Highlights:
Focusing on a culture of care has a positive impact on the lives and success of our students both inside and outside of the classroom.

 

 

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What Can a Culture of Hispanic STEM Success Look Like?

General Description of the Project:
The UHD Scholars Academy academic unit has an 18-year history of creating a culture of STEM success bridging to Advanced Degree programs. This presentation will outline key components which create the bridges along with recurring activities acting to build and sustain Hispanic students’ skill, competence, and confidence levels envisioning the next step in their workforce career.
Presenters will offer “how to” explanations related to programmatic components, data collection, enlisting non-grant funded PhDs into participation. Additionally, on-campus student research opportunities will be outlined and described with sample agendas and programs distributed. Finally, data driven outcomes related to the successes will be provided.

Description of the Technology(ies) Used:
MS Excel spreadsheets and Access Database; Banner, PeopleSoft, Social Networks: LinkedIn, FaceBook;

Highlights:
Longitudinal data of known current levels of current bridges and data collection methods will be shared, thus providing a mechanism application aspect to the presentation. As an example of current levels of success in the last 15 months (2017 – 2018) over 8 PhDs and 3 MDs have completed their advanced degrees. More data such as this will be shared. Further, the role of social media in data collection will be reviewed.

 

 

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Principios fundamentales para desarrollar una oferta académica en línea de calidad

General Description of the Project:
Expondremos los principios fundamentales y las metodologías que National University College ha utilizado durante los Últimos años en el desarrollo de sus programas académicos, para que los mismos estén alineados con la misión y visión de que tenemos como institución educativa, con las competencias que nos hemos comprometido a desarrollar en los estudiantes a través de nuestros programas académicos y los estándares de las agencias que nos acreditan.

Description of the Technology(ies) Used:
Durante la construcción de nuestros programas educativos utilizamos diversas tecnologías de información y comunicación como Share Point, Go To Meeting, Big Blue Buton, Canvas, Turnitin entre otras.

Highlights:
Entre los aspectos que se destacan en la presentación están los siguientes:
– Principios claves para una oferta en línea de calidad
– Oferta académica – ¿Qué estamos ofreciendo? ¿Es lo que los estudiantes necesitan?
– Currículo – ¿Cómo desarrollamos un currículo de calidad que satisfaga las demandas del mundo laboral actual?
– Planificación efectiva – Métricas de producción, ciclos de producción y control de presupuesto
– Metodologías para el desarrollo y supervición
– Inclusión de profesionales con peritaje en cada área
– Evaluación formativa y sumativa de los procesos
– Resultados y sellos de calidad

 

 

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Portafolios electrónicos para la educación a distancia

General Description of the Project:
En el programa graduado de la Facultad de Educación se propone, un doctorado en tecnología del aprendizaje en la modalidad a distancia que requiera un portafolio electrónico. Los diversos propósitos del portafolio electrónico van desde, gestionar el avalúo del desempeño del futuro profesional; de promover el desarrollo efectivo y evidenciar el dominio de las competencias del profesional.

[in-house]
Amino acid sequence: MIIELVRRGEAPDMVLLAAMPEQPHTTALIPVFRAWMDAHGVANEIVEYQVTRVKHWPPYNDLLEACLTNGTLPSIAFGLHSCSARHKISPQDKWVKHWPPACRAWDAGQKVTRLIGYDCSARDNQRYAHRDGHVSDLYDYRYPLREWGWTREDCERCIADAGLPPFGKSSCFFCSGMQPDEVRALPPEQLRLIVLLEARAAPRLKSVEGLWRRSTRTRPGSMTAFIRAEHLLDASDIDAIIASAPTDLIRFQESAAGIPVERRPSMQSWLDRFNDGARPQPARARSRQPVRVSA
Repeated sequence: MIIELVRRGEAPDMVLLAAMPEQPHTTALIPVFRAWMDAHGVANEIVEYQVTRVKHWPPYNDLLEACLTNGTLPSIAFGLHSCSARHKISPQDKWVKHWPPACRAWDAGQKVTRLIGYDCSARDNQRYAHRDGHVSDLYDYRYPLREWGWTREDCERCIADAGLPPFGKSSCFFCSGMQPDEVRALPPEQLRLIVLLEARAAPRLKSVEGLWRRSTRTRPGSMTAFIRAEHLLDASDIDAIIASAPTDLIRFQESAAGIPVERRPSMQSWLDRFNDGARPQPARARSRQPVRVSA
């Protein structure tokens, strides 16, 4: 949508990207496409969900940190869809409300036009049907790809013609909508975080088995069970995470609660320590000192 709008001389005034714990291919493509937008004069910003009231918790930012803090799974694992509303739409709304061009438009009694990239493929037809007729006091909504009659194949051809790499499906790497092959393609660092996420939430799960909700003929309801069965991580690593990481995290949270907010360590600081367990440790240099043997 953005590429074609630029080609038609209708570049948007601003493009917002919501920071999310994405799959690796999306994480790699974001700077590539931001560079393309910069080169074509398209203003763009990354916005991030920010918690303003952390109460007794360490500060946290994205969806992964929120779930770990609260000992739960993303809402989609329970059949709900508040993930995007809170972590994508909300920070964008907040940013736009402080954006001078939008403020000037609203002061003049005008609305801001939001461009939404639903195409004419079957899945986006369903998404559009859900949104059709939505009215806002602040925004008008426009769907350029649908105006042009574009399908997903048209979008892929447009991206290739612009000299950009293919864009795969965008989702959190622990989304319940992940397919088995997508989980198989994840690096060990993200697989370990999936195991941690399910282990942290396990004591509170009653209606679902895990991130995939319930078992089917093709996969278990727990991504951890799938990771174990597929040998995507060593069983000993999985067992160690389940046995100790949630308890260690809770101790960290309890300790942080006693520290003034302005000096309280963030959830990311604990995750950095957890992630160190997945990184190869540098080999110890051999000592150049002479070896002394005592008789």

El interés de la institución para implementar el portafolio electrónico como proceso de avalúo, es una innovación tecnológica educativa que promueve la metacognición en el profesional que se desarrolla en el programa graduado dentro de los ambientes virtuales de aprendizaje.

El portafolio como producto es una herramienta tecnológica, tanto para la institución como para el profesional, de promover internacionalmente el programa graduado, demostrando las características, las estrategias y la efectividad, del programa y del profesional.

Description of the Technology(ies) Used:
El portafolio electrónico se realiza en la tecnología de un espacio digital o página web, nuestra propuesta es en la aplicación de Google Site. Se sugiere un formato que contenga unas partes importantes que todo portafolio debe incluir. El formato digital es una propuesta que se puede personalizar en algunas áreas, pero con un contenido específico que demuestre el perfil del profesional que el programa desarrolla.

Se propone un área de información personal donde incluya el resumé con sus metas académicas y profesionales. Un área donde se identifican las competencias profesionales que desarrolla el programa doctoral. En esta área el participante del programa doctoral a distancia demuestra el domino de las competencias, contextualizando y justificando con las evidencias de los cursos aprobados o de sus experiencias relacionadas a la profesión. Se propone, además, para lograr la metacognición, un proceso reflexivo que conlleva la autoevaluación y la evaluación de los pares en las actividades que se generen dentro de los seminarios que apoyan y promueven el desarrollo del portafolio electrónico en el programa graduado de tecnologías del aprendizaje en un ambiente a distancia.

Highlights:
Reformular las funciones y responsabilidades de los profesores y de los estudiantes en el proceso de enseñanza-aprendizaje en la educación a distancia.